Jeff Sanders History 338 Professor Baker 23 November 1999 The Conflicting Values of Slavery and Protestantism: An Explanation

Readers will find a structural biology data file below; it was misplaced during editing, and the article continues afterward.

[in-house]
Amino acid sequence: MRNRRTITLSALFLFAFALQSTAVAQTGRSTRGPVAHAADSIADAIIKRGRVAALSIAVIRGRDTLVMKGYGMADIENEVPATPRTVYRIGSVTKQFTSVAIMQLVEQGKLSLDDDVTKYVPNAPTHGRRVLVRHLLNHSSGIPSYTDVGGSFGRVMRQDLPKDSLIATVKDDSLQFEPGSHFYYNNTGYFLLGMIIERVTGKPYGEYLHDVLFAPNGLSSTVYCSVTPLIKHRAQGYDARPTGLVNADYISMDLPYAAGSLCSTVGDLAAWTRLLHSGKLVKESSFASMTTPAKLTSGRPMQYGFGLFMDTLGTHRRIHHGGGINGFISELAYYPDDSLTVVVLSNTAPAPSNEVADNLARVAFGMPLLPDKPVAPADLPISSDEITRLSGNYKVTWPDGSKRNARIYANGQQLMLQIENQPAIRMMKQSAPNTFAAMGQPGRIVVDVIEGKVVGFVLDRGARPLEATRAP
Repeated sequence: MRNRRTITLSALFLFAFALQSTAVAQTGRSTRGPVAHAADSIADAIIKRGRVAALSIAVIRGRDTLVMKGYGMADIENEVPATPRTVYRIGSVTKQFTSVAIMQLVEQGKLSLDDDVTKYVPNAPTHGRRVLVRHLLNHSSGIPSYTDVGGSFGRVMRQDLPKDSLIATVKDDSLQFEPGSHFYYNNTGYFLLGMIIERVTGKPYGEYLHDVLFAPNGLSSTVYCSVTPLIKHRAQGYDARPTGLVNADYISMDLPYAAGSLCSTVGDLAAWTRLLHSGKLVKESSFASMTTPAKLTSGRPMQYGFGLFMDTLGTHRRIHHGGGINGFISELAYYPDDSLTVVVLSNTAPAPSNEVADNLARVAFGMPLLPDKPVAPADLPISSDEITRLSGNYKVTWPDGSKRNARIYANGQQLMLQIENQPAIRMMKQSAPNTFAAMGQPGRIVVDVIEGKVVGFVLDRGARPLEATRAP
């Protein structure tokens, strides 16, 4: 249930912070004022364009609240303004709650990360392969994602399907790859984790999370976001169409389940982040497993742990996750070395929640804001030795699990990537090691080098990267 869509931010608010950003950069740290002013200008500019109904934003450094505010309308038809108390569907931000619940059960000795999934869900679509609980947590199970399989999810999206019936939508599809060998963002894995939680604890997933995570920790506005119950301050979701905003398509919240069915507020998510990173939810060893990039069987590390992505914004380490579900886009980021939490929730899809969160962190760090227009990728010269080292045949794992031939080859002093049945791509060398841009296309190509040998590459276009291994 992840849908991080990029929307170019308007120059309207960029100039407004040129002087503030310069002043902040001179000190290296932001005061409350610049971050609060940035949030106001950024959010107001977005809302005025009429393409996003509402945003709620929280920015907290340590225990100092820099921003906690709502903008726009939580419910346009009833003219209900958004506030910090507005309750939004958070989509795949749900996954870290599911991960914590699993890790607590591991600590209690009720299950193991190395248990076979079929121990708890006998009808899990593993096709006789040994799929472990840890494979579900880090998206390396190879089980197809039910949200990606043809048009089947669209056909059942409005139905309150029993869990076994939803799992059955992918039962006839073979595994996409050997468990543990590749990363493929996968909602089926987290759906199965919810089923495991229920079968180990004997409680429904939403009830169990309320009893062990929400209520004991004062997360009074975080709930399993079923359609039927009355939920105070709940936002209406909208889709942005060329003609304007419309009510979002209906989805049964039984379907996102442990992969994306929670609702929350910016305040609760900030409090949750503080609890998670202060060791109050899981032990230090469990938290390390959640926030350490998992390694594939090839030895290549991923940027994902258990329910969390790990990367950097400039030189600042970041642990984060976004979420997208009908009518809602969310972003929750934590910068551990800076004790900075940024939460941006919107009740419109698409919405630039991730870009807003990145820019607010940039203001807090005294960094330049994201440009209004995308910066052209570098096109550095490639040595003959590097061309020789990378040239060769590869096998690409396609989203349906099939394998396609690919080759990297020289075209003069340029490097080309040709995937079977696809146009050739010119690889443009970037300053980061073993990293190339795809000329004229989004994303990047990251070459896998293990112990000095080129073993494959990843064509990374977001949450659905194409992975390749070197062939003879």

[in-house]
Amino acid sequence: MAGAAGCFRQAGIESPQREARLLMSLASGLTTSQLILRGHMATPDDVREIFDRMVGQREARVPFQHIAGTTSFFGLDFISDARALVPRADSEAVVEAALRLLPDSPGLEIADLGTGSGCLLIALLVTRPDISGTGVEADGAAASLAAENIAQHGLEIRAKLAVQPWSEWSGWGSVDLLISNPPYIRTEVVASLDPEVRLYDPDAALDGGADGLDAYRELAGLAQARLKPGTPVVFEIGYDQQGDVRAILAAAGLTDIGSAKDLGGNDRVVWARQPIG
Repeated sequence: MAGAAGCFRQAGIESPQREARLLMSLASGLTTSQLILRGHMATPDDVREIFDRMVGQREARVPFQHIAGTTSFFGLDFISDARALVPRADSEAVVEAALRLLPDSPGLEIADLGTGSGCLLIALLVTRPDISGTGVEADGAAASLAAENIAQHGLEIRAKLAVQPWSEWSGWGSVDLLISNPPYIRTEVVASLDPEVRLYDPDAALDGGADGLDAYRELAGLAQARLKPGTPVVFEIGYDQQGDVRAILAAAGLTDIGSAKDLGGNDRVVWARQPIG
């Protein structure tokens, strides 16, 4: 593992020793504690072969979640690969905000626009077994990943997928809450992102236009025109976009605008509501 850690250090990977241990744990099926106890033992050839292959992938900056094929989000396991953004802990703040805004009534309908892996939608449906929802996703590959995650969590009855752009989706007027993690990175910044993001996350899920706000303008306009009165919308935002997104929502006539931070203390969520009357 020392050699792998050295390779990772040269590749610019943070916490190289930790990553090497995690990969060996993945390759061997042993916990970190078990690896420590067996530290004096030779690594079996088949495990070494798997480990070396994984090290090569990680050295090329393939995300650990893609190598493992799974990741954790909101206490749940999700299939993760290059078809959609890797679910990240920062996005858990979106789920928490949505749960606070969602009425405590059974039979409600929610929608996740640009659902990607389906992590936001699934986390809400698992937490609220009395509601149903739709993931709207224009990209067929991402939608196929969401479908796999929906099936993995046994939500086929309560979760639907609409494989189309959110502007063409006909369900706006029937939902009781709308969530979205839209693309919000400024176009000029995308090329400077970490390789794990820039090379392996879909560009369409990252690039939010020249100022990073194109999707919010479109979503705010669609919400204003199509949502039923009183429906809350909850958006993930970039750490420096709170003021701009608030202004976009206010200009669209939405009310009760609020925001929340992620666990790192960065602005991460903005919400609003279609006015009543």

of a Paradox of the Old South White Southerners in the antebellum age placed great faith in the values and practices of Protestant Christianity. As Samuel S. Hill, Jr. observes in Religion and the Solid South, Few societies in modern Christendom can compare with the American South for proportion of religious affiliation or intensity of religious conviction…Christianity, the religion the people embrace so zealously, (teaches) that love is the ultimate power and purpose of reality, and the norm for human behavior. No serious reading of Christian teaching can challenge the conclusion that in its preachments concerning both the divine government of the world and man’s call to responsible living, the central, all-dominating motif as love defined as creative good will.i White Southerners also believed in the institution of slavery. Beginning around the late 1820’s, Southern faith in slavery became systematic, self-conscious, and took on the principles of a formal ideology.ii From the modern perspective, little doubt can be cast that slavery was barbaric and directly conflicted with the societies’ religious values as described above. Thus a paradox exists, and an explanation of how Southerners could reconcile slavery with Christianity and subsequently why they chose to do so is necessary to understand the Old South. Much light can be shed on the problem through classification of American Protestant teachings (Northern as well as Southern) during the colonial, revolutionary, and antebellum periods that greatly influenced pro-slavery thinkers into two basic